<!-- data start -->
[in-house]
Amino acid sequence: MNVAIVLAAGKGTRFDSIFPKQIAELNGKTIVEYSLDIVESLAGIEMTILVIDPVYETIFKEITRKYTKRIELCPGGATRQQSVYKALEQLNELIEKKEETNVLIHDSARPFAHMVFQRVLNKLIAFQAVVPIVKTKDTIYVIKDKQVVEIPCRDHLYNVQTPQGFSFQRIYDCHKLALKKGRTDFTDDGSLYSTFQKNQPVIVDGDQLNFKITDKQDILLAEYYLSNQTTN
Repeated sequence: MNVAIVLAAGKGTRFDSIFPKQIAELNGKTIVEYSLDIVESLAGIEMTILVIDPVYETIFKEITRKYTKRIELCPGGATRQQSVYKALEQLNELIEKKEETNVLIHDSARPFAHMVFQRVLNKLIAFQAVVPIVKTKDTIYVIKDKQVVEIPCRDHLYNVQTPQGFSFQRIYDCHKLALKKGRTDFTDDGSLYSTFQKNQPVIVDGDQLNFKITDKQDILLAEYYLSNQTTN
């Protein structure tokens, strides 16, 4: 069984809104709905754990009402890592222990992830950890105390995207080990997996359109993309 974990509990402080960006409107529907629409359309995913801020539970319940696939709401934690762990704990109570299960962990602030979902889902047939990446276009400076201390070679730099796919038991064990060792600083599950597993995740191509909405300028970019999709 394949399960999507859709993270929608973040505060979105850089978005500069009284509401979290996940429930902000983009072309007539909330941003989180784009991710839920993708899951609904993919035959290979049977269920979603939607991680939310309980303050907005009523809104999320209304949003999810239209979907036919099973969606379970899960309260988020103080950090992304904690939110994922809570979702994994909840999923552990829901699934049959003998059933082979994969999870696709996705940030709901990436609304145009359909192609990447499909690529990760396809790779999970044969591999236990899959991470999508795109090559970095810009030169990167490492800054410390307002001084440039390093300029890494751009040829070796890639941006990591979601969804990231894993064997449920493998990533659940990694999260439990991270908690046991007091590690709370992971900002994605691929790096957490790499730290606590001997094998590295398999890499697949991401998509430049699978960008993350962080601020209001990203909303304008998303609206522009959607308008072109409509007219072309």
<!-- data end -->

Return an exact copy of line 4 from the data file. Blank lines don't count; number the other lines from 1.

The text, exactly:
């Protein structure tokens, strides 16, 4: 069984809104709905754990009402890592222990992830950890105390995207080990997996359109993309 974990509990402080960006409107529907629409359309995913801020539970319940696939709401934690762990704990109570299960962990602030979902889902047939990446276009400076201390070679730099796919038991064990060792600083599950597993995740191509909405300028970019999709 394949399960999507859709993270929608973040505060979105850089978005500069009284509401979290996940429930902000983009072309007539909330941003989180784009991710839920993708899951609904993919035959290979049977269920979603939607991680939310309980303050907005009523809104999320209304949003999810239209979907036919099973969606379970899960309260988020103080950090992304904690939110994922809570979702994994909840999923552990829901699934049959003998059933082979994969999870696709996705940030709901990436609304145009359909192609990447499909690529990760396809790779999970044969591999236990899959991470999508795109090559970095810009030169990167490492800054410390307002001084440039390093300029890494751009040829070796890639941006990591979601969804990231894993064997449920493998990533659940990694999260439990991270908690046991007091590690709370992971900002994605691929790096957490790499730290606590001997094998590295398999890499697949991401998509430049699978960008993350962080601020209001990203909303304008998303609206522009959607308008072109409509007219072309």